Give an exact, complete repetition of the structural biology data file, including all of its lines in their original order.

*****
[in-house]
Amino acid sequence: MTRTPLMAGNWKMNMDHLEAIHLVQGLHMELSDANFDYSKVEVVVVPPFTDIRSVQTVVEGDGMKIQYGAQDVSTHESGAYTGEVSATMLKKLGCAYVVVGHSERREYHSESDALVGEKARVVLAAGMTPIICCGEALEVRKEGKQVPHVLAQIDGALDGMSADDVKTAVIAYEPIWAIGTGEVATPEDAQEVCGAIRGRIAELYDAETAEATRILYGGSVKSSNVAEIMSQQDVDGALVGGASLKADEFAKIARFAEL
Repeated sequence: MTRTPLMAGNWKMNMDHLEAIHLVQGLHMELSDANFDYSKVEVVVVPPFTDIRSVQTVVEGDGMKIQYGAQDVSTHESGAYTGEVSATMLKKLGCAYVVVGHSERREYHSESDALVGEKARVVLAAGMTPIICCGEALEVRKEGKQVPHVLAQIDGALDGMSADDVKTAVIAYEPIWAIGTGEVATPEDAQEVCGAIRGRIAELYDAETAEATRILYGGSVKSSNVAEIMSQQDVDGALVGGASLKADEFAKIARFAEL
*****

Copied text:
[in-house]
Amino acid sequence: MTRTPLMAGNWKMNMDHLEAIHLVQGLHMELSDANFDYSKVEVVVVPPFTDIRSVQTVVEGDGMKIQYGAQDVSTHESGAYTGEVSATMLKKLGCAYVVVGHSERREYHSESDALVGEKARVVLAAGMTPIICCGEALEVRKEGKQVPHVLAQIDGALDGMSADDVKTAVIAYEPIWAIGTGEVATPEDAQEVCGAIRGRIAELYDAETAEATRILYGGSVKSSNVAEIMSQQDVDGALVGGASLKADEFAKIARFAEL
Repeated sequence: MTRTPLMAGNWKMNMDHLEAIHLVQGLHMELSDANFDYSKVEVVVVPPFTDIRSVQTVVEGDGMKIQYGAQDVSTHESGAYTGEVSATMLKKLGCAYVVVGHSERREYHSESDALVGEKARVVLAAGMTPIICCGEALEVRKEGKQVPHVLAQIDGALDGMSADDVKTAVIAYEPIWAIGTGEVATPEDAQEVCGAIRGRIAELYDAETAEATRILYGGSVKSSNVAEIMSQQDVDGALVGGASLKADEFAKIARFAEL